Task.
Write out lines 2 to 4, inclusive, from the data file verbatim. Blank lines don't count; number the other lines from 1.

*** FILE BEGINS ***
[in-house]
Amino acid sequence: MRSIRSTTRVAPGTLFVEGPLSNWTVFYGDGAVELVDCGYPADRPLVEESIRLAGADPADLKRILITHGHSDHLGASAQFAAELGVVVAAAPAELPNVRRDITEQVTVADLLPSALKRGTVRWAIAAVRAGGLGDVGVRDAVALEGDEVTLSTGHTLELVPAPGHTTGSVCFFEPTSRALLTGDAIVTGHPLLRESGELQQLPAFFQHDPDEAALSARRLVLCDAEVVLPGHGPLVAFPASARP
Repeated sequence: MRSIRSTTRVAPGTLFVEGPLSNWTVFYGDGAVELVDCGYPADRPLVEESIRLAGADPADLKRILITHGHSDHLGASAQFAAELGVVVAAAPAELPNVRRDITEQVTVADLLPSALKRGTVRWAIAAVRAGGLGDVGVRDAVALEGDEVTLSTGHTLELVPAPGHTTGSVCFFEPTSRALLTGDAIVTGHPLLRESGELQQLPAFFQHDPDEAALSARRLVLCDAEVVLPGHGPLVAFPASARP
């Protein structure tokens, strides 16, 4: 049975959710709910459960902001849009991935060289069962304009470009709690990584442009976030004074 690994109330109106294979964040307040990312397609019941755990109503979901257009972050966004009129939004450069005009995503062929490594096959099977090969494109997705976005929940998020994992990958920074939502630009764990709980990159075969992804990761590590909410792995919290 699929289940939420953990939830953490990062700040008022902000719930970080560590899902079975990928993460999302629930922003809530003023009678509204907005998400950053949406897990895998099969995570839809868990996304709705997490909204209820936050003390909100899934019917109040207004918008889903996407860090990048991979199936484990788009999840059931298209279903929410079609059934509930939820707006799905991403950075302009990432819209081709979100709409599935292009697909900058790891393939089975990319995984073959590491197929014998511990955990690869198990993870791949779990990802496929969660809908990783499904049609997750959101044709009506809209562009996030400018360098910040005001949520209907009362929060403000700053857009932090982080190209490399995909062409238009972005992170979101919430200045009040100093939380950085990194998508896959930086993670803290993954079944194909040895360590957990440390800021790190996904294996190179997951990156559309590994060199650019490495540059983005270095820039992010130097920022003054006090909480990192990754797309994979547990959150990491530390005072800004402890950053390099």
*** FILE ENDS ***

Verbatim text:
Amino acid sequence: MRSIRSTTRVAPGTLFVEGPLSNWTVFYGDGAVELVDCGYPADRPLVEESIRLAGADPADLKRILITHGHSDHLGASAQFAAELGVVVAAAPAELPNVRRDITEQVTVADLLPSALKRGTVRWAIAAVRAGGLGDVGVRDAVALEGDEVTLSTGHTLELVPAPGHTTGSVCFFEPTSRALLTGDAIVTGHPLLRESGELQQLPAFFQHDPDEAALSARRLVLCDAEVVLPGHGPLVAFPASARP
Repeated sequence: MRSIRSTTRVAPGTLFVEGPLSNWTVFYGDGAVELVDCGYPADRPLVEESIRLAGADPADLKRILITHGHSDHLGASAQFAAELGVVVAAAPAELPNVRRDITEQVTVADLLPSALKRGTVRWAIAAVRAGGLGDVGVRDAVALEGDEVTLSTGHTLELVPAPGHTTGSVCFFEPTSRALLTGDAIVTGHPLLRESGELQQLPAFFQHDPDEAALSARRLVLCDAEVVLPGHGPLVAFPASARP
């Protein structure tokens, strides 16, 4: 049975959710709910459960902001849009991935060289069962304009470009709690990584442009976030004074 690994109330109106294979964040307040990312397609019941755990109503979901257009972050966004009129939004450069005009995503062929490594096959099977090969494109997705976005929940998020994992990958920074939502630009764990709980990159075969992804990761590590909410792995919290 699929289940939420953990939830953490990062700040008022902000719930970080560590899902079975990928993460999302629930922003809530003023009678509204907005998400950053949406897990895998099969995570839809868990996304709705997490909204209820936050003390909100899934019917109040207004918008889903996407860090990048991979199936484990788009999840059931298209279903929410079609059934509930939820707006799905991403950075302009990432819209081709979100709409599935292009697909900058790891393939089975990319995984073959590491197929014998511990955990690869198990993870791949779990990802496929969660809908990783499904049609997750959101044709009506809209562009996030400018360098910040005001949520209907009362929060403000700053857009932090982080190209490399995909062409238009972005992170979101919430200045009040100093939380950085990194998508896959930086993670803290993954079944194909040895360590957990440390800021790190996904294996190179997951990156559309590994060199650019490495540059983005270095820039992010130097920022003054006090909480990192990754797309994979547990959150990491530390005072800004402890950053390099």